The cutthroat days of “kill or be killed” in business are over. “The hustle” is being replaced by self-care. Sales and marketing tactics have changed from “always be closing” to “always be connecting.” With the constant onslaught of information and entertainment, we don’t want to be told what to do – we want real relationships. We want empathetic leadership.
Empathy is an essential part of many leadership styles, from democratic to affiliative, because it is what allows us to build connections and influence others. Yet until recently, it was overlooked as a soft skill rather than a necessary one. Today, many business leaders know the answer to the question, “Why is empathy important in leadership?” and have begun hiring accordingly. Here’s what they search for.
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What is empathetic leadership?
Empathetic leadership is a style of leadership that focuses on identifying with others and understanding their point of view. Empathetic leaders take a genuine interest in the people around them – what makes them tick, what inspires them and the way they feel. They want to understand why people are the way they are, and this desire helps them become great leaders who are able to connect with many types of people and adapt their style depending on who they are interacting with.
There are downsides to empathy leadership traits. Empathetic leaders can find it difficult to confront others and to provide negative feedback. But the best empathetic leaders don’t just feel for their team members – they take action to help them grow their careers, and sometimes that means giving constructive criticism.
Why is empathy important in leadership?
Being an empathetic leader isn’t just about feelings. Practicing empathy in business has real benefits for your team, your company and your career.
Building trust in the workplace isn’t always easy – but when you truly understand the feelings and needs of your team, it gets easier. By letting your team know you are there for them and providing unconditional support, you’ll create an environment where they feel they can come to you with anything.
Empathetic leadership doesn’t just give your team faith in you, but in each other. As Tony says, “Don’t try to be perfect; just be an excellent example of being human.” Leading by example is a top empathy leadership trait and allows you to build strong teams.
Better decision making
Empathetic leaders are sensitive and open to the opinions, worldviews and experiences of others. They have an insatiable curiosity and know how to ask the right questions so that they are always learning new things. This allows them to better predict the outcomes of their decisions – and make tough decisions quickly and correctly.
Why is empathy important in leadership? It isn’t just to benefit others. It can also benefit you personally. Empathetic leaders know how to communicate, connect and get leverage that allows them to influence others in the future. This doesn’t mean they are unethical. They just know how to fulfill others’ needs in a way that benefits everyone involved.
It’s no surprise that empathetic leadership results in greater success at work. This leadership style is viewed positively by both bosses and employees, resulting in positive performance reviews across the board and leading to more promotions and greater fulfillment at work.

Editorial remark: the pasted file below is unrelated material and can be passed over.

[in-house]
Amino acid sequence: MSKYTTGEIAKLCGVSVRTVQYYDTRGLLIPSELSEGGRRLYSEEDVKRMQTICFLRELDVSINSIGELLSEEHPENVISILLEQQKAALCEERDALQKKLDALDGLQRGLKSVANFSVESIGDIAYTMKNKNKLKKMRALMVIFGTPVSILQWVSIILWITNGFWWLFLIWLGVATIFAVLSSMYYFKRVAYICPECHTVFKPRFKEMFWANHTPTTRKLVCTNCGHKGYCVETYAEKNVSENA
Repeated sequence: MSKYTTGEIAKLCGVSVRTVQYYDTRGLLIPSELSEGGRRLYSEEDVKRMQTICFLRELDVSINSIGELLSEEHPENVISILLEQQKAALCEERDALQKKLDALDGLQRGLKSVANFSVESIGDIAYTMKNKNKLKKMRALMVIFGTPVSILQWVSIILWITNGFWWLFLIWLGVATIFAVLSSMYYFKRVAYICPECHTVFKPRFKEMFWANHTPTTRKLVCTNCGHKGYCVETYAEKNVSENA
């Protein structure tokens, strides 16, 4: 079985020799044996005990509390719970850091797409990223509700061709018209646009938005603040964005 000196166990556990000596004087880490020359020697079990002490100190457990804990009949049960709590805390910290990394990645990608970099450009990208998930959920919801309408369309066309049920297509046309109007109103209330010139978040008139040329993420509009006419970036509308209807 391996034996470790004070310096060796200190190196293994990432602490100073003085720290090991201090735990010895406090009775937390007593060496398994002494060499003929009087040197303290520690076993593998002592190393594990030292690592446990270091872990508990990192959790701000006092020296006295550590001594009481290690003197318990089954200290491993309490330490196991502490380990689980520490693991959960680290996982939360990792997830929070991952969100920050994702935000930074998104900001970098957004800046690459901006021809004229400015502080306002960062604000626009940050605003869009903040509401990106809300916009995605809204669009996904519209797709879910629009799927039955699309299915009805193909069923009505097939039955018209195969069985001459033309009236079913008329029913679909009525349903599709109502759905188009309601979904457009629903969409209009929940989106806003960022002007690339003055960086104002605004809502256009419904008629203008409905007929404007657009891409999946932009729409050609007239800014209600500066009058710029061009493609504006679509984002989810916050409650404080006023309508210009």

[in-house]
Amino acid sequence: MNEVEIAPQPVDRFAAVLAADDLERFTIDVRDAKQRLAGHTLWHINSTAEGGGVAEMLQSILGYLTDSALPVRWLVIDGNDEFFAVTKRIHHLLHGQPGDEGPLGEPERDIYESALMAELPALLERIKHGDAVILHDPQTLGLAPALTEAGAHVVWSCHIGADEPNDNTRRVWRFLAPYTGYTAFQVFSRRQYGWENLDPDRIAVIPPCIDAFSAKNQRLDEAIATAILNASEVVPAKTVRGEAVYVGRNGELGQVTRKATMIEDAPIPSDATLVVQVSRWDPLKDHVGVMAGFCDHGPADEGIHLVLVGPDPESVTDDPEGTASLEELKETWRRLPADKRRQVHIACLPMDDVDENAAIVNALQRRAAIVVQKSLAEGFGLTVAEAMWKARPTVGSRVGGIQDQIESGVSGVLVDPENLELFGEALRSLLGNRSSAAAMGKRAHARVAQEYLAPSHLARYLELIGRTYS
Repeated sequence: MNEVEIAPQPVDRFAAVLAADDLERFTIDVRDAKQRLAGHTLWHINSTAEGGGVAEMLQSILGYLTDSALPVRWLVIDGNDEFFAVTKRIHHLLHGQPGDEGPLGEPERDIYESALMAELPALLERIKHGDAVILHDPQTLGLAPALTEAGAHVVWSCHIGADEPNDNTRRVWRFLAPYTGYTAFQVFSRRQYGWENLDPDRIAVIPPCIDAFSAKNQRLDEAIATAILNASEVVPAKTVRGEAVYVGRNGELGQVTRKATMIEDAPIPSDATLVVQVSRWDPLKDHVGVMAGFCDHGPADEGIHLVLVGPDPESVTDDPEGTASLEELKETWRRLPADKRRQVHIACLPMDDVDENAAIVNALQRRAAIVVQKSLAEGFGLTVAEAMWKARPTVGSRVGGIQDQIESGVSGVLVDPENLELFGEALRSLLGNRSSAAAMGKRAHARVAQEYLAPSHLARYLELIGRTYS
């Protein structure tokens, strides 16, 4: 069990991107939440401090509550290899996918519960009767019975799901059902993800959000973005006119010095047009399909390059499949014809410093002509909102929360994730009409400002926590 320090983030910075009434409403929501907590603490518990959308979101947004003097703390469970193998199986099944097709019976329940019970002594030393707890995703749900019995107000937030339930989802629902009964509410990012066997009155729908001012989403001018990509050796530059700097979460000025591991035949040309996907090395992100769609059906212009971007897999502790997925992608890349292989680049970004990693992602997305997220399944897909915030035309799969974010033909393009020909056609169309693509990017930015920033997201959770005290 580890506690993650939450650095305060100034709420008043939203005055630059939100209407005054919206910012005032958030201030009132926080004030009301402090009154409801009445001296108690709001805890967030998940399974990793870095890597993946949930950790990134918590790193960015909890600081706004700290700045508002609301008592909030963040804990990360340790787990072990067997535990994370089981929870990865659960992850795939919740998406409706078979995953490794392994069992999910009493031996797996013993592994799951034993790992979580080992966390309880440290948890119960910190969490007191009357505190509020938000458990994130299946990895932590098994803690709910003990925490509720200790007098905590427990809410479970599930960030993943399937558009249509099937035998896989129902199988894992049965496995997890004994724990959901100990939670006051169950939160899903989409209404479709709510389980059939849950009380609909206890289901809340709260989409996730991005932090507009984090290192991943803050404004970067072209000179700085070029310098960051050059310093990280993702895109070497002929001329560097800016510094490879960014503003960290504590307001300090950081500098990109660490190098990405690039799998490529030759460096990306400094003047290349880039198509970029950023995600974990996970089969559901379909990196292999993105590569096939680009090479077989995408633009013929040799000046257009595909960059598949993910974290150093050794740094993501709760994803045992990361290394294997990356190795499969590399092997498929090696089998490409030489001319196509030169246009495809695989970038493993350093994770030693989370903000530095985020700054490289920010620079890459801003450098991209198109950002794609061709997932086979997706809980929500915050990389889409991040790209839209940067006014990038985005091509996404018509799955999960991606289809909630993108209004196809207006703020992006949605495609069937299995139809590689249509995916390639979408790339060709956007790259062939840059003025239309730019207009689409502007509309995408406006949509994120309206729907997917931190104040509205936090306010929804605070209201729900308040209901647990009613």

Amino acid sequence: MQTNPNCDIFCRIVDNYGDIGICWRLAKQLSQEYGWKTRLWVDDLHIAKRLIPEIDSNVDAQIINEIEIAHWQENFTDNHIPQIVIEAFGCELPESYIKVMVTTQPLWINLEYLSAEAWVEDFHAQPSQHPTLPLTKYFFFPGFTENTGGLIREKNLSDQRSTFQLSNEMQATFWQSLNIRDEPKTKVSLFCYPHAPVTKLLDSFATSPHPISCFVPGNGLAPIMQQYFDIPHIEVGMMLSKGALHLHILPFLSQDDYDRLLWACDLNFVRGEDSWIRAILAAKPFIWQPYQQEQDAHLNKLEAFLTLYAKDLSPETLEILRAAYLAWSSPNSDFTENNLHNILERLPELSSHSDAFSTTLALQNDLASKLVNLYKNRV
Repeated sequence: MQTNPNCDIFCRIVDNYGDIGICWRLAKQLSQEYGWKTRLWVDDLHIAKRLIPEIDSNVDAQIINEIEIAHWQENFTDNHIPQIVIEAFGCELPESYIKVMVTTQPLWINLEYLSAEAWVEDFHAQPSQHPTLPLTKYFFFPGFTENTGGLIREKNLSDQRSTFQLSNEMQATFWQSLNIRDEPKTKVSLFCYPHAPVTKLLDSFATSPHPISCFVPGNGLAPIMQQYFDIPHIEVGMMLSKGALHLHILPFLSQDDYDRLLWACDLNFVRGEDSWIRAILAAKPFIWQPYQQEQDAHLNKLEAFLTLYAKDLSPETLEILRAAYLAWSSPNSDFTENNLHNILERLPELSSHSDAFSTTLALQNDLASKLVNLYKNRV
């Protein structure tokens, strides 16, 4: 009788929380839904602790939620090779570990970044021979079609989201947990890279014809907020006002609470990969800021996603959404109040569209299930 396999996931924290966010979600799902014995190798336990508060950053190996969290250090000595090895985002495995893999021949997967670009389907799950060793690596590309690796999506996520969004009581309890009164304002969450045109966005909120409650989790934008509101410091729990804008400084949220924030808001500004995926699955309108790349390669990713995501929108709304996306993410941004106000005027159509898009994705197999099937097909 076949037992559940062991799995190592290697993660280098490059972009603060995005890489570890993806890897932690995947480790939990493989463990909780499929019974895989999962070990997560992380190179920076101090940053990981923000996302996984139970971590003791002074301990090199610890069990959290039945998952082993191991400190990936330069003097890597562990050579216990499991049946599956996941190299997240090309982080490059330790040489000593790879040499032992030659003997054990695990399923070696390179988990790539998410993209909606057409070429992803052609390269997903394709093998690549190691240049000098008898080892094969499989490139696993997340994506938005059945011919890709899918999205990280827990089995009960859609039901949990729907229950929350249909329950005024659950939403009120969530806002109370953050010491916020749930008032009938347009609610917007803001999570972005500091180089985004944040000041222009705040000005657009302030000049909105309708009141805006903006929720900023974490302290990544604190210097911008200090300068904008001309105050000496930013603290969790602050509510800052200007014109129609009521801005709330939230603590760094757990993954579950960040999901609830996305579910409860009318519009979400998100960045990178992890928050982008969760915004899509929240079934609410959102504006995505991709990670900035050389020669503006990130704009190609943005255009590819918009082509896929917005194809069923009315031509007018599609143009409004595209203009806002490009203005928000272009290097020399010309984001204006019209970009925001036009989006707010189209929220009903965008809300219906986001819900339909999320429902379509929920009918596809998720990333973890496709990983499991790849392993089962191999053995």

Top four empathy leadership traits
There are many dimensions to being an empathetic leader, as you must continually adapt to those around you. But empathetic leaders continually show these four traits.
The number one trait of empathetic leaders is of course empathy: the ability to not only see others’ emotions, but to feel them as well. They do this by practicing deep listening, being fully present with others and learning to recognize and respond to different working styles and communication styles. As Tony says, “We are all different in the way we perceive the world. We must use this understanding as a guide to our communication with others.” Empathetic leaders embody this ideal.
What’s the difference between empathy and compassion? Empathy is your ability to feel others’ pain, but compassion is your desire to act on it and relieve their suffering. Think of empathy as a data-gathering tool, while compassion is putting what you’ve learned into practice. Empathy might allow you to learn what inspires your employees, which you can then put into practice to get them to give a killer performance.
3. Emotional intelligence
Emotional intelligence is a big part of empathy, but like compassion, it is not the same thing. Emotional intelligence incorporates not only your ability to recognize others’ emotions, but to identify and control your emotions. This allows you to practice empathy and compassion without letting emotion get the better of you – a line that it is essential to draw in empathetic leadership.
Empathetic leaders are able to quickly gauge the needs and emotions of others and adapt to any situation – a skill that is especially vital to crisis leadership. Tony says, “Stay committed to your decisions, but stay flexible in your approach.” The empathetic leadership style excels at this, never straying from their strong values and beliefs, yet genuinely valuing the opinions of others and incorporating them into their decisions. This allows them to build a culture of innovation and creativity, where all ideas are considered.
Ready to become a more empathetic leader?
Discovering and mastering your true self is the first step to empathetic leadership. Learn what kind of leader you are today.